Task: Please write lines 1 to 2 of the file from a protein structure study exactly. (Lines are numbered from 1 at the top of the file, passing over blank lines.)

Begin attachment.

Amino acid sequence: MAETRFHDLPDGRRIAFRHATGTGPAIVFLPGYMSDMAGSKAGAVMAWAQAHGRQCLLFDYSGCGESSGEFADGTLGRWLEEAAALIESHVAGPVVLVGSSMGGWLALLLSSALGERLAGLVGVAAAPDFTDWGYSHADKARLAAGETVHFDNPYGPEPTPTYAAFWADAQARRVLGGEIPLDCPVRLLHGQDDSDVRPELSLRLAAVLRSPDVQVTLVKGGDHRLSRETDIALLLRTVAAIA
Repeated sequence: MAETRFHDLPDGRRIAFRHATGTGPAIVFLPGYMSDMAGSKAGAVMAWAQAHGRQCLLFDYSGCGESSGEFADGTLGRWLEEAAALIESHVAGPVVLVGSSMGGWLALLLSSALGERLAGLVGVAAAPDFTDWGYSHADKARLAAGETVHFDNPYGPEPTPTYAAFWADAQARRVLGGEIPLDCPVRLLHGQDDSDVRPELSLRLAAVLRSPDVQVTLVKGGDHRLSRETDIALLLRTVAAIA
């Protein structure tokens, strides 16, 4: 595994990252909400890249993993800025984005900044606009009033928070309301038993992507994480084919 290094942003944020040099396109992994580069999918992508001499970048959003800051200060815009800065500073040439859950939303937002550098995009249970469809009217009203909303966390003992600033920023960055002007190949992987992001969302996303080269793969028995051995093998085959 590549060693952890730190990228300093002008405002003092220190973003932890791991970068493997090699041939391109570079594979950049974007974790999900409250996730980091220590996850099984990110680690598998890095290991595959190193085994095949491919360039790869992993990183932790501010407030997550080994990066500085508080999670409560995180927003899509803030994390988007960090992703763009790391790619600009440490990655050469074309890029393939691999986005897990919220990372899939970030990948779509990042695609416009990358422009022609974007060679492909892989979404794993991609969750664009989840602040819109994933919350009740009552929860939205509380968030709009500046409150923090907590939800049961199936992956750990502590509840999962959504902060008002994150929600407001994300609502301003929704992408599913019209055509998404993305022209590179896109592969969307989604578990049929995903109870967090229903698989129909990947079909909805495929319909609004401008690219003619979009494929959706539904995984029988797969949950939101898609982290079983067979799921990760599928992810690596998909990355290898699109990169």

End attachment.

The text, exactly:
Amino acid sequence: MAETRFHDLPDGRRIAFRHATGTGPAIVFLPGYMSDMAGSKAGAVMAWAQAHGRQCLLFDYSGCGESSGEFADGTLGRWLEEAAALIESHVAGPVVLVGSSMGGWLALLLSSALGERLAGLVGVAAAPDFTDWGYSHADKARLAAGETVHFDNPYGPEPTPTYAAFWADAQARRVLGGEIPLDCPVRLLHGQDDSDVRPELSLRLAAVLRSPDVQVTLVKGGDHRLSRETDIALLLRTVAAIA
Repeated sequence: MAETRFHDLPDGRRIAFRHATGTGPAIVFLPGYMSDMAGSKAGAVMAWAQAHGRQCLLFDYSGCGESSGEFADGTLGRWLEEAAALIESHVAGPVVLVGSSMGGWLALLLSSALGERLAGLVGVAAAPDFTDWGYSHADKARLAAGETVHFDNPYGPEPTPTYAAFWADAQARRVLGGEIPLDCPVRLLHGQDDSDVRPELSLRLAAVLRSPDVQVTLVKGGDHRLSRETDIALLLRTVAAIA